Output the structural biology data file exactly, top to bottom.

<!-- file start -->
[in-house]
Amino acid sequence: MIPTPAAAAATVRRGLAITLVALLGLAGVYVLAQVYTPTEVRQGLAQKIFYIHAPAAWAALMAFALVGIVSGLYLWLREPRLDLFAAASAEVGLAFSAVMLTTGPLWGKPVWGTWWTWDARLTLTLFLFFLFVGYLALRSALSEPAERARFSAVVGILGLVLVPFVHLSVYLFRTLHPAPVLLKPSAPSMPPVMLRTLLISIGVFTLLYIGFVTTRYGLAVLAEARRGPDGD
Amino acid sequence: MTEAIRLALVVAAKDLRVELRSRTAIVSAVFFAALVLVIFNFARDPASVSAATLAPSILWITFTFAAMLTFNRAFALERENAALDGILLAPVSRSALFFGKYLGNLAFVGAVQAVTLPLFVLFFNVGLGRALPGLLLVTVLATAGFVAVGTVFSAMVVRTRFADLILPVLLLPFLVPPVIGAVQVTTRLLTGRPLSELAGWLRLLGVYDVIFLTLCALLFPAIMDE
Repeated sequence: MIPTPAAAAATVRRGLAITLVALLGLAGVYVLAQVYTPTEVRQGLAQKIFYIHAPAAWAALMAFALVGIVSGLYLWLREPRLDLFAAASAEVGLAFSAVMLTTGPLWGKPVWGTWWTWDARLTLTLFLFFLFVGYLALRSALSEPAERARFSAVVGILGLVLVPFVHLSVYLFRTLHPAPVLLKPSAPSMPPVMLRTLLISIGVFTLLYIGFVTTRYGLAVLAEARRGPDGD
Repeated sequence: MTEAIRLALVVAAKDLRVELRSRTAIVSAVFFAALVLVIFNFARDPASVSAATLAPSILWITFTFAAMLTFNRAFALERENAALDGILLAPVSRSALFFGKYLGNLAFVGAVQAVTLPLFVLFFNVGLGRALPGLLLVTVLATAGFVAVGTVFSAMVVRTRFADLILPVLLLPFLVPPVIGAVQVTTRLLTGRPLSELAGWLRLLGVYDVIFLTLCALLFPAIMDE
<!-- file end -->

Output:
[in-house]
Amino acid sequence: MIPTPAAAAATVRRGLAITLVALLGLAGVYVLAQVYTPTEVRQGLAQKIFYIHAPAAWAALMAFALVGIVSGLYLWLREPRLDLFAAASAEVGLAFSAVMLTTGPLWGKPVWGTWWTWDARLTLTLFLFFLFVGYLALRSALSEPAERARFSAVVGILGLVLVPFVHLSVYLFRTLHPAPVLLKPSAPSMPPVMLRTLLISIGVFTLLYIGFVTTRYGLAVLAEARRGPDGD
Amino acid sequence: MTEAIRLALVVAAKDLRVELRSRTAIVSAVFFAALVLVIFNFARDPASVSAATLAPSILWITFTFAAMLTFNRAFALERENAALDGILLAPVSRSALFFGKYLGNLAFVGAVQAVTLPLFVLFFNVGLGRALPGLLLVTVLATAGFVAVGTVFSAMVVRTRFADLILPVLLLPFLVPPVIGAVQVTTRLLTGRPLSELAGWLRLLGVYDVIFLTLCALLFPAIMDE
Repeated sequence: MIPTPAAAAATVRRGLAITLVALLGLAGVYVLAQVYTPTEVRQGLAQKIFYIHAPAAWAALMAFALVGIVSGLYLWLREPRLDLFAAASAEVGLAFSAVMLTTGPLWGKPVWGTWWTWDARLTLTLFLFFLFVGYLALRSALSEPAERARFSAVVGILGLVLVPFVHLSVYLFRTLHPAPVLLKPSAPSMPPVMLRTLLISIGVFTLLYIGFVTTRYGLAVLAEARRGPDGD
Repeated sequence: MTEAIRLALVVAAKDLRVELRSRTAIVSAVFFAALVLVIFNFARDPASVSAATLAPSILWITFTFAAMLTFNRAFALERENAALDGILLAPVSRSALFFGKYLGNLAFVGAVQAVTLPLFVLFFNVGLGRALPGLLLVTVLATAGFVAVGTVFSAMVVRTRFADLILPVLLLPFLVPPVIGAVQVTTRLLTGRPLSELAGWLRLLGVYDVIFLTLCALLFPAIMDE